Soak up Lower Greenville's hip vibe instead of staying indoors.

Nightlife

A Guide to Lowest Greenville

How it became the hottest block in the city.

No one believed that Trader Joe’s was really coming. Not until the sign went up. The lot where the store was slated to go, the site of the old Arcadia Theater, was ingrained in the street’s past.

The stretch of Greenville Avenue from Ross Avenue to Belmont Avenue once featured grocery stores, a Woolworths, and the Arcadia, a movie theater built in 1927. The wholesome vibe turned in the ’70s. The Arcadia screened Deep Throat and had to close briefly as a result. Then it became a concert venue where the Ramones and Lyle Lovett played. In the 1990s, it was a nightclub, as well as the site of a murder. The Arcadia’s neighbors changed along with it. The bars and music venues were big and loud; the crowd was rowdy and overserved. When the theater caught fire for a third and final time in 2006, Madison Partners, which was founded by Lou Reese, owned it and many of the buildings nearby.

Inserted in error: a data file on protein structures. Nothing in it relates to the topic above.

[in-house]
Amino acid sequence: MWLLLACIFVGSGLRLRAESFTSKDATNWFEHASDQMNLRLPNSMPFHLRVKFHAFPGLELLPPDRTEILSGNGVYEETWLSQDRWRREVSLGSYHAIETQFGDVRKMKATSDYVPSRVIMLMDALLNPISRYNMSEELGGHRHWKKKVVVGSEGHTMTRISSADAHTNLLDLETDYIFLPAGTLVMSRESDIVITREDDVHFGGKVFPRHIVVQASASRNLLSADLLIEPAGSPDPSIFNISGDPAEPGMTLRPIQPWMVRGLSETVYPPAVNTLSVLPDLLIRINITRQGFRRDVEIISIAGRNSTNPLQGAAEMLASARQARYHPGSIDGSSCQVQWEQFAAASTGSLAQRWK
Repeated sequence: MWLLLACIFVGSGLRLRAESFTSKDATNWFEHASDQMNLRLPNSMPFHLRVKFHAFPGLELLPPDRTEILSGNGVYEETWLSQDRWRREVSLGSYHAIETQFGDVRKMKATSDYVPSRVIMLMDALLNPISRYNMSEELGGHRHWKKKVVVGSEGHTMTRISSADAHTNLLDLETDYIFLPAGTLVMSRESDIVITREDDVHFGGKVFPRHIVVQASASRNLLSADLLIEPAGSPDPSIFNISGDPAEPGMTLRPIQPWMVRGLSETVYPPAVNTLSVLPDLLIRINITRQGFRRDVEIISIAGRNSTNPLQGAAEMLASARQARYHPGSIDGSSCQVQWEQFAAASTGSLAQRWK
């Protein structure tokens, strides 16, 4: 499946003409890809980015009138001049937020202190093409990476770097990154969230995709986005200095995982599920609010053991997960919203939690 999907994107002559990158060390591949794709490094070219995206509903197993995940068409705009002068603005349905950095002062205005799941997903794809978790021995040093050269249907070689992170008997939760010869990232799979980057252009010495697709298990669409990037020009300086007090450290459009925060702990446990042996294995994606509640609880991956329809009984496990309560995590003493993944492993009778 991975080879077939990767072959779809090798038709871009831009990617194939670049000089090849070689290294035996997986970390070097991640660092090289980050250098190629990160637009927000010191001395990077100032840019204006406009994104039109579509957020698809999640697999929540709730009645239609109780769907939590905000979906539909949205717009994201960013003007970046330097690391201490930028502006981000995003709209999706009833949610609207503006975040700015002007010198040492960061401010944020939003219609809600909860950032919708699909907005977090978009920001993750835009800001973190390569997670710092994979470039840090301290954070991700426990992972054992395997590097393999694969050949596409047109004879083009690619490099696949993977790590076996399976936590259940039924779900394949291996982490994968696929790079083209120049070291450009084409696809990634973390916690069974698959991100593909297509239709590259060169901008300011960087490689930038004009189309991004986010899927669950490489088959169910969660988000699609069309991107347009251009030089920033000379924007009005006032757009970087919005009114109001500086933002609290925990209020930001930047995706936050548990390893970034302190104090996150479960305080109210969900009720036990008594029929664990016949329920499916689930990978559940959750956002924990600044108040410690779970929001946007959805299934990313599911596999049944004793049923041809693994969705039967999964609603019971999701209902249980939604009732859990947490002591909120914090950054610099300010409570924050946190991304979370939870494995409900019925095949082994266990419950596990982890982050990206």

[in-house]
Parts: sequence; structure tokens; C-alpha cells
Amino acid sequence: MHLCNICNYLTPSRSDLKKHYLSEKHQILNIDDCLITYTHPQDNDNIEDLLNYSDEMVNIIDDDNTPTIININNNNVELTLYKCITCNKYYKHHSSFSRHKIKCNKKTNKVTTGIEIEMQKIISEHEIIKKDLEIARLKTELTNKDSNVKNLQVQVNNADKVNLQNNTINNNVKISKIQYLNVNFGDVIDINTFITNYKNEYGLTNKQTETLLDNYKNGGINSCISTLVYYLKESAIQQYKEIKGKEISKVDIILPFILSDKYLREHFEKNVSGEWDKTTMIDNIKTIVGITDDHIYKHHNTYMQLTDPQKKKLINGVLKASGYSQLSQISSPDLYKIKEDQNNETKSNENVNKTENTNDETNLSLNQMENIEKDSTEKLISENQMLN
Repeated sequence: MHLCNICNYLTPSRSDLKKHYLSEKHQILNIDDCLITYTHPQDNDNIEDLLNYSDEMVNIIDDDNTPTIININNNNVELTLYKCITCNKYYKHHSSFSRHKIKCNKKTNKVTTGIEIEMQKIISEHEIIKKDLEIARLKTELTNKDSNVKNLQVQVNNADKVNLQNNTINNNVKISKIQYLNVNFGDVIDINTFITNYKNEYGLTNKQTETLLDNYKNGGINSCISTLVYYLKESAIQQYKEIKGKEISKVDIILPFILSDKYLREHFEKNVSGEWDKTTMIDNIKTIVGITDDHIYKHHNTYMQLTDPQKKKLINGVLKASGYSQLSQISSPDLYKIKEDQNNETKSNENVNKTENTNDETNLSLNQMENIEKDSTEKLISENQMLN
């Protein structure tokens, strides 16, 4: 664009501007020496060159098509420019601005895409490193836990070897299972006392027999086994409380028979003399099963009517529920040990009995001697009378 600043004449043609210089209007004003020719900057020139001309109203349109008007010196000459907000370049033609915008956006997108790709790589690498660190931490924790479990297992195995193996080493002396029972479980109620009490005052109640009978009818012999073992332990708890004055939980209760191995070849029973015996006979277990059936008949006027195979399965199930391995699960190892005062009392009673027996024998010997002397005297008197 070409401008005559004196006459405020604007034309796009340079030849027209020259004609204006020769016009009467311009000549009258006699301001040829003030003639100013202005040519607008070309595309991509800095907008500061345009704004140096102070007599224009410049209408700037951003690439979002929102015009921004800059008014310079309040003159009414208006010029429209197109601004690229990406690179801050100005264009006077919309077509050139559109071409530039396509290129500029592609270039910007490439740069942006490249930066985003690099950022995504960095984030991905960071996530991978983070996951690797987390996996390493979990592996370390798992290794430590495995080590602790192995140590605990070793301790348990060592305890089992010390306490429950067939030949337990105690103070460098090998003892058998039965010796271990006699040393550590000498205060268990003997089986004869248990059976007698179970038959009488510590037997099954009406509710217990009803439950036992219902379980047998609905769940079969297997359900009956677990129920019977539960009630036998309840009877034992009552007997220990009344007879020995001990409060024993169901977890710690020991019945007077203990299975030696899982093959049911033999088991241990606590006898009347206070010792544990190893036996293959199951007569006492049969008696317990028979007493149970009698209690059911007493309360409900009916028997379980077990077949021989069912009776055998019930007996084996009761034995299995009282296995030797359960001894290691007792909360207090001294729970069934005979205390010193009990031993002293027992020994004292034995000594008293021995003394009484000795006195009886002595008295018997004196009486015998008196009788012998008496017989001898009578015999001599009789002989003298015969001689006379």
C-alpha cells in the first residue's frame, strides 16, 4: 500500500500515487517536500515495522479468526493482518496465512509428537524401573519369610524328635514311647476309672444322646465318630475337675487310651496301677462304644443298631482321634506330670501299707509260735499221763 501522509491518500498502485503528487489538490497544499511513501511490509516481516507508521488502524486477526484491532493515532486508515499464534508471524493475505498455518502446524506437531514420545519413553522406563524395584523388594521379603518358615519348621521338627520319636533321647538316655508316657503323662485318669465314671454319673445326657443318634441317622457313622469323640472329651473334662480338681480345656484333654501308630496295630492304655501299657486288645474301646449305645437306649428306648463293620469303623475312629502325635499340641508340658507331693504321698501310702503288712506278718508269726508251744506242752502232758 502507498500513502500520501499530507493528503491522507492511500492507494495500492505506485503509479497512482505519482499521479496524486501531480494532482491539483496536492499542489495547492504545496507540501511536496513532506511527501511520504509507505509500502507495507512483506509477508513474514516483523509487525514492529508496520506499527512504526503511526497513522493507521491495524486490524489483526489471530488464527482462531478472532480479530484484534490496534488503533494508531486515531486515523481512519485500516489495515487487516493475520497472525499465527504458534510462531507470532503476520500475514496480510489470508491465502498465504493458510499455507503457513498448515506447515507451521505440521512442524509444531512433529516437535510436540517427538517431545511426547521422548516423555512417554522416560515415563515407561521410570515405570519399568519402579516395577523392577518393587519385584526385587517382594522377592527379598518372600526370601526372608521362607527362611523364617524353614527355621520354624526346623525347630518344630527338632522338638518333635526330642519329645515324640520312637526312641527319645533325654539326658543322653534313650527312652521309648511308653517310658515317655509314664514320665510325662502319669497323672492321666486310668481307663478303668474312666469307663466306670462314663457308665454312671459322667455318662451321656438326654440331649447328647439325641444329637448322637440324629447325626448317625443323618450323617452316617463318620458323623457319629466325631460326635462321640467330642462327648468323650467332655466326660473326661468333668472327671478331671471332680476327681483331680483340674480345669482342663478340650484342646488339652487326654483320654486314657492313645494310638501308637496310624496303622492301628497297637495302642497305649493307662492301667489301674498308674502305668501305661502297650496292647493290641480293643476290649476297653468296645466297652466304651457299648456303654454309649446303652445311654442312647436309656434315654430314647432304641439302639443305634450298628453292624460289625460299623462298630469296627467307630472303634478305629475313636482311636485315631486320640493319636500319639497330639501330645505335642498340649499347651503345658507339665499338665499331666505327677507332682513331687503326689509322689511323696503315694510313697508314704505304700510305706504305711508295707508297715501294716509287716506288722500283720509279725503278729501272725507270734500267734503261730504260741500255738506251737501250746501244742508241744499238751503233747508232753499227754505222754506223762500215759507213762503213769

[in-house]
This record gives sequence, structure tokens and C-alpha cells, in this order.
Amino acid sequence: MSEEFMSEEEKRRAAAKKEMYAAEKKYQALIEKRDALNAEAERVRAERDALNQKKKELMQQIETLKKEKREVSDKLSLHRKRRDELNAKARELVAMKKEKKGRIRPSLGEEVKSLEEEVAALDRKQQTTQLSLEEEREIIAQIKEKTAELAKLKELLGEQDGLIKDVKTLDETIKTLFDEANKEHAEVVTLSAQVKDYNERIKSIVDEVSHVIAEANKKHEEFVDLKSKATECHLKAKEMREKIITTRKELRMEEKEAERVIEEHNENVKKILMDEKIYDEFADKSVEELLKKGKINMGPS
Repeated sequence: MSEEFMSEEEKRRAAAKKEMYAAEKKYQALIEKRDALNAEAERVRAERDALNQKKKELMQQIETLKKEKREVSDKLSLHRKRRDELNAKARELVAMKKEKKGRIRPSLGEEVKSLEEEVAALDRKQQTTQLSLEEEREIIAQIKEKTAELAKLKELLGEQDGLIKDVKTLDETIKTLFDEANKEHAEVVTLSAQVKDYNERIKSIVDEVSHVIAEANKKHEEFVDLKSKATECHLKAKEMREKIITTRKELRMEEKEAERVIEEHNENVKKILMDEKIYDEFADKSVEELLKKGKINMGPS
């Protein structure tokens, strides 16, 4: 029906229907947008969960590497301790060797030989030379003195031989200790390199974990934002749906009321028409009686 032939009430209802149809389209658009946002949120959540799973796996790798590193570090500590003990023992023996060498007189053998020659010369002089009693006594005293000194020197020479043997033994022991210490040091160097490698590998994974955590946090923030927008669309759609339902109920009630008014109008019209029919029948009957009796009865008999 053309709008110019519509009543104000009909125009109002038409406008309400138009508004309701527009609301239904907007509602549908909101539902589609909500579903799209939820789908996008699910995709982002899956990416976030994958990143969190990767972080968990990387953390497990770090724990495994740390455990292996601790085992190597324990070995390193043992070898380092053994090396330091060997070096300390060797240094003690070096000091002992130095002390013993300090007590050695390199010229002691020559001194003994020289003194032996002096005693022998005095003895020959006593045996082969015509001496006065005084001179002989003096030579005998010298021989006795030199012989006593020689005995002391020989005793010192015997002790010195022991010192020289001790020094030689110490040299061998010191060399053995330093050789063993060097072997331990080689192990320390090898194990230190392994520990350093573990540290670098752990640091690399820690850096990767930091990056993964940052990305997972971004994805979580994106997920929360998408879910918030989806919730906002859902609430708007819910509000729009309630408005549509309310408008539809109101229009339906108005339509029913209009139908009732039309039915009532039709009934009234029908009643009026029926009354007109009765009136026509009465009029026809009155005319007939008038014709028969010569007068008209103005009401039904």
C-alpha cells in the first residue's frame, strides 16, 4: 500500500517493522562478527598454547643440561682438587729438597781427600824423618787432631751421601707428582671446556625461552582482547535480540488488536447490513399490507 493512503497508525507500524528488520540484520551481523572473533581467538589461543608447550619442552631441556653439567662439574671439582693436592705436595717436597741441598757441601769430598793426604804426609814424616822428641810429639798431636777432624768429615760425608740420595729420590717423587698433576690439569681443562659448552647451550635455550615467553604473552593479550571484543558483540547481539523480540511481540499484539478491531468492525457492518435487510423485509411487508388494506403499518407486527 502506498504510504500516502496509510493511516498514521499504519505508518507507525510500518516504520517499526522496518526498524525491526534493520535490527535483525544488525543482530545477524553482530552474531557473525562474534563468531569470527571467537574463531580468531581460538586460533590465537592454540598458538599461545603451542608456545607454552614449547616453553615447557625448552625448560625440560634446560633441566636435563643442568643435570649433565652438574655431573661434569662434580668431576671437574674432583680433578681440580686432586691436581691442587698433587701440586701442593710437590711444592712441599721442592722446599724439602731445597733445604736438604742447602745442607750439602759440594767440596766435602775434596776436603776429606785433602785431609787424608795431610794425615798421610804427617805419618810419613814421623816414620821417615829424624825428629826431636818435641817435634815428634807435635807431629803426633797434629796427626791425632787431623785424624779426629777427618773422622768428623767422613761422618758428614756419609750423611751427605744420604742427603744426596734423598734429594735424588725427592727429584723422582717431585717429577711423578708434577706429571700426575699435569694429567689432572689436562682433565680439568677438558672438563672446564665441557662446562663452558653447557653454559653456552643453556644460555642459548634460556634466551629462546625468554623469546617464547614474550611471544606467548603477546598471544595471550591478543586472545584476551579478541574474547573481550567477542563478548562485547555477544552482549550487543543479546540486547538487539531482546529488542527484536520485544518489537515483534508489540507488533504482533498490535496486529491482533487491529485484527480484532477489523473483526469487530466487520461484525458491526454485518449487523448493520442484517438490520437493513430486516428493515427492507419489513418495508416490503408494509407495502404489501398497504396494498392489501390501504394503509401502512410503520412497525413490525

There was bond money set aside for street improvements, but the City Council, which included Angela Hunt (who would play an instrumental role in the block’s eventual revitalization), was reluctant to invest in what was primarily perceived as a bar district. 

“In standard Dallas fashion, it was a mixture of real and perceived problems,” says Jonathon Hetzel, a developer with Madison Partners. “But it was preventing a real renaissance down there.” 

Hunt and Pauline Medrano proposed a planned development district. Businesses open past midnight would be required to apply for a specific use permit. Property owners reluctantly agreed. Once the PD went into effect, sidewalks were widened, traffic lanes narrowed, trees planted. Oncor moved the power lines behind the buildings. Andres Properties got to work on Mudsmith and HG Sply Co., which opened in 2013, while Madison Partners opened Truck Yard across the street from its biggest coup: Trader Joe’s. Hetzel had gotten a tip that the grocer was looking for a space and cold-called the company’s head of real estate.

“We just wanted to be part of that turnaround,” says Brooks Anderson, the restaurateur behind Boulevardier in Bishop Arts and soon-to-open Rapscallion. “I remember when I was in college, Greenville was the place to be.”

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